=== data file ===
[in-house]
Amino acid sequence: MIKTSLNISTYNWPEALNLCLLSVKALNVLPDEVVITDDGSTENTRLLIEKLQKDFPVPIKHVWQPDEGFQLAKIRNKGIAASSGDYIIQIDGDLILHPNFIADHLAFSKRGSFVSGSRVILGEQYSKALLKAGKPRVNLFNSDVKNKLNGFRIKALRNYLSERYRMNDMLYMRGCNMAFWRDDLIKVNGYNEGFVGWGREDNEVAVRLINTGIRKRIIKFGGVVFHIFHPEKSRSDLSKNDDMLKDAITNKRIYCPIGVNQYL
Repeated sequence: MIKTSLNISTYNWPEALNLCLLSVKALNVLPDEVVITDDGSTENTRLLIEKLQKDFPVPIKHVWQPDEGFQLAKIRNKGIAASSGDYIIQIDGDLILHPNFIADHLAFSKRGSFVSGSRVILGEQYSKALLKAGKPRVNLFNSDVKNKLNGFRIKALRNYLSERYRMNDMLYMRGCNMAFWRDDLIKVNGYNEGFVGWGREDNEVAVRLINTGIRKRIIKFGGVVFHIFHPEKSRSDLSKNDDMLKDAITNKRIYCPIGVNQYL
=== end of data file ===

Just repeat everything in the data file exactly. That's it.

[in-house]
Amino acid sequence: MIKTSLNISTYNWPEALNLCLLSVKALNVLPDEVVITDDGSTENTRLLIEKLQKDFPVPIKHVWQPDEGFQLAKIRNKGIAASSGDYIIQIDGDLILHPNFIADHLAFSKRGSFVSGSRVILGEQYSKALLKAGKPRVNLFNSDVKNKLNGFRIKALRNYLSERYRMNDMLYMRGCNMAFWRDDLIKVNGYNEGFVGWGREDNEVAVRLINTGIRKRIIKFGGVVFHIFHPEKSRSDLSKNDDMLKDAITNKRIYCPIGVNQYL
Repeated sequence: MIKTSLNISTYNWPEALNLCLLSVKALNVLPDEVVITDDGSTENTRLLIEKLQKDFPVPIKHVWQPDEGFQLAKIRNKGIAASSGDYIIQIDGDLILHPNFIADHLAFSKRGSFVSGSRVILGEQYSKALLKAGKPRVNLFNSDVKNKLNGFRIKALRNYLSERYRMNDMLYMRGCNMAFWRDDLIKVNGYNEGFVGWGREDNEVAVRLINTGIRKRIIKFGGVVFHIFHPEKSRSDLSKNDDMLKDAITNKRIYCPIGVNQYL